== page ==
A California Captioned Telephone user is legally responsible to inform all parties on the Captioned Telephone call that there is an operator present on the call. This is to comply with California privacy law, which prohibits unidentified persons, such as a captionist, from listening to a telephone call without the knowledge of all parties on the call. There is a text reminder at the beginning of each call reminding you that “California law requires that you inform the other parties that there is an operator on the call.” The people you call will not hear this message.

You may use your own words to inform the people you call. Some examples of words you might use are:

  • An operator/captionist is on this call.
  • An operator/captionist is assisting me with this call.
  • A communication assistant is listening on this call.
  • A communication assistant is captioning this call for me.

Long Distance Charges
There is no cost to place or receive calls through California Relay Service. If you make international calls or operator assisted calls, charges may apply. Please complete a Customer Profile so that we know your preferred carrier for these types of calls. To identify your carrier of choice for billing purposes, please contact California CapTel Customer Service: English 1-888-402-4018, Spanish 1-877-330-0156

New Service Provider
On June 2, 2010, Hamilton CapTel became California’s new provider of captioned telephone (CapTel) service. This change does not require you to do anything different. Please continue using the service as you do now.

Contact Information
With questions, please get in touch with the Contact Center or visit a Service Center.

To purchase a second captioned telephone you can send an email to info@caconnect.org or call toll free:

Voice: 1-800-806-1191

TTY: 1-800-867-4323

FAX: 1-510-268-4758

For more information about captioned telephone (CapTel) service or making a call please visit the CapTel website or contact:

California CapTel Customer Service in English 1-888-402-4018 (available 24/7/365)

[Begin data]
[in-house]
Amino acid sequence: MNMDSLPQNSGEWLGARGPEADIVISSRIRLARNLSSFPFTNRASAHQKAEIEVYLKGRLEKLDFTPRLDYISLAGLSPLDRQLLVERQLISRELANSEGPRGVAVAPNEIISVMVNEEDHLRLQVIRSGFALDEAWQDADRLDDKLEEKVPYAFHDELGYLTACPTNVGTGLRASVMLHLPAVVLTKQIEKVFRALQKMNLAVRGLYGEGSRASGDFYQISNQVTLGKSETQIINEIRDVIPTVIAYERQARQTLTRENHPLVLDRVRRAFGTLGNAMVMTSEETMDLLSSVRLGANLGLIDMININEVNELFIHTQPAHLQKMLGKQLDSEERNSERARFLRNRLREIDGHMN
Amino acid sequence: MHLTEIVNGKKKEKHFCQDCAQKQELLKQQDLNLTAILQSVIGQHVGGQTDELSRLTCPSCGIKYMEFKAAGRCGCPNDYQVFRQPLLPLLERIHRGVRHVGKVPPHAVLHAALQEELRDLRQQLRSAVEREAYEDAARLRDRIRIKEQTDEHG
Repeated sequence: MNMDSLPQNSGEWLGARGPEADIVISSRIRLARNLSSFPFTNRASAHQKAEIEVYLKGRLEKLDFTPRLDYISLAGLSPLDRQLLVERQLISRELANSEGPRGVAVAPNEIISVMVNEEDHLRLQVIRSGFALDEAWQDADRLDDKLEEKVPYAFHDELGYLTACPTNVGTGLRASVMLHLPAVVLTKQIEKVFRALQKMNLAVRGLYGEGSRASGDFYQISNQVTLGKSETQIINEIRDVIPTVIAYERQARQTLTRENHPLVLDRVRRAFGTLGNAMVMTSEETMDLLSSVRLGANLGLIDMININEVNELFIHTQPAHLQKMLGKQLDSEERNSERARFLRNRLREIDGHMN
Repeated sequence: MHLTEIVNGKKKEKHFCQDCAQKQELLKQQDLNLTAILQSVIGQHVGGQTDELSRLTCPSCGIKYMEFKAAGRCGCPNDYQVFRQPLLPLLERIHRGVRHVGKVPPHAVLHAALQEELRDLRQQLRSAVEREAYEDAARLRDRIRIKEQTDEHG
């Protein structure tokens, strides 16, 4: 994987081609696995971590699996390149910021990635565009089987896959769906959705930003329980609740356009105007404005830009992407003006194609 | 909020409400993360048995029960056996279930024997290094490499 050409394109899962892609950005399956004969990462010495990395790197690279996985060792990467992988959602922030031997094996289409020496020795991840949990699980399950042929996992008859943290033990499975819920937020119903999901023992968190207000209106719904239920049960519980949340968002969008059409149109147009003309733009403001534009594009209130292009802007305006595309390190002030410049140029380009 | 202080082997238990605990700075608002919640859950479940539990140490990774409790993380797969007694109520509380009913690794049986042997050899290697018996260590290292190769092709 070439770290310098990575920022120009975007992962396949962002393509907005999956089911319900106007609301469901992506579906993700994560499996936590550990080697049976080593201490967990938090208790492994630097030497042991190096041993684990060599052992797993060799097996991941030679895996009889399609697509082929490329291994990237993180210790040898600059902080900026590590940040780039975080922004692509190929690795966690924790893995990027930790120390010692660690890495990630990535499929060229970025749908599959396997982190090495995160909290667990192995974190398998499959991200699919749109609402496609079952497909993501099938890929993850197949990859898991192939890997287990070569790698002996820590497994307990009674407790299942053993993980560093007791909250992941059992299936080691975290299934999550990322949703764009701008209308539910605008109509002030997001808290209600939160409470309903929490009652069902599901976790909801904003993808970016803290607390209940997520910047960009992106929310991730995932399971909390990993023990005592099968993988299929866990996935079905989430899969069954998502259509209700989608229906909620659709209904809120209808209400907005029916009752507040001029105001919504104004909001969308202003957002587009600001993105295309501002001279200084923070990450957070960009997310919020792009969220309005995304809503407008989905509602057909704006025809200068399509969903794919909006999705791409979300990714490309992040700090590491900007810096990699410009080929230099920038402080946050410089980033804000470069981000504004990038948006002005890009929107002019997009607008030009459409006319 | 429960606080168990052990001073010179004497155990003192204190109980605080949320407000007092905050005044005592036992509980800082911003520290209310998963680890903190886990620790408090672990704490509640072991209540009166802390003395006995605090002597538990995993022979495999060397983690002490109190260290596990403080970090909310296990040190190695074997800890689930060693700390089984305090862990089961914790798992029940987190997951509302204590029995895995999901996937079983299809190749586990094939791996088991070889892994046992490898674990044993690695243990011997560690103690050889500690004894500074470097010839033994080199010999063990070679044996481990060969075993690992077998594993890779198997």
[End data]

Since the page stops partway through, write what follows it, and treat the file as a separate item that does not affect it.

California CapTel Customer Service in Spanish 1-877-330-0156 (available 24/7/365)

National CapTel Customer Service 888-269-7477 (available 24/7 excluding holidays)

What is STS?
The California STS service enables people whose speech is difficult for others to understand to communicate by telephone. With this service, you can make calls by yourself, independent of the availability of your assistant or caregiver. When you make a call using STS, a specially-trained STS Communications Assistant (CA) will be on the line with you to assist you during your call. The CA can repeat what you are saying for the person on the other end. You and the person on the phone with you can decide how much of your speech will be repeated: only particularly difficult words or every word you say. No special equipment is needed. You may use your own voice or a Speech Generating Device (SGD). People can also make a call to you through the STS Relay Service. There is no charge to use this STS service; you pay only for the cost of the call from your phone service provider, if any. The California STS service is part of the Relay Service, a program of the California Public Utilities Commission (CPUC).

Learn more about STS

VA STS is an enhancement to the traditional Speech-to- Speech (STS) service. With a VA STS call, the STS caller must use a webcam or videophone with SkypeTM in addition to the basic phone call to the Relay service, to connect with the Communications Assistant (CA) at the Relay call center.

Learn more about VA STS

Remote Conference Captioning (RCC) offers real-time captioning through the use of Communication Access Realtime Translation (CART) service, allowing individuals who have difficulty hearing what’s being said over the phone during conference calls to read text of what all participants are saying. This service provides a clear understanding of what’s said and allows the individual with hearing loss to participate in conference calls in a more effective manner.

Learn more about RCC

Interested or need assistance?

For more information or assistance on services and how we can assist you or those that you care about, please call us or fill out the form below.
Call 1-800-806-1191
A younger masculine-presenting individual showing an older feminine-presenting individuals how to use their phone.

Contact

Contact Center
P.O. Box 30310
Stockton, CA 95213
Phone/VP: 1-800-806-1191
Email: info@caconnect.org
Fax: 1-800-889-3974

About

Welcome to California Connect, also called the Deaf and Disabled Telecommunications Program (DDTP), which provides communication access for Californians with hearing, vision, cognitive, mobility, and speech-related disabilities. The program of the California Public Utilities Commission (CPUC) includes accessible communication equipment and devices, relay service, and Augmentative and Alternative Communication (AAC) devices.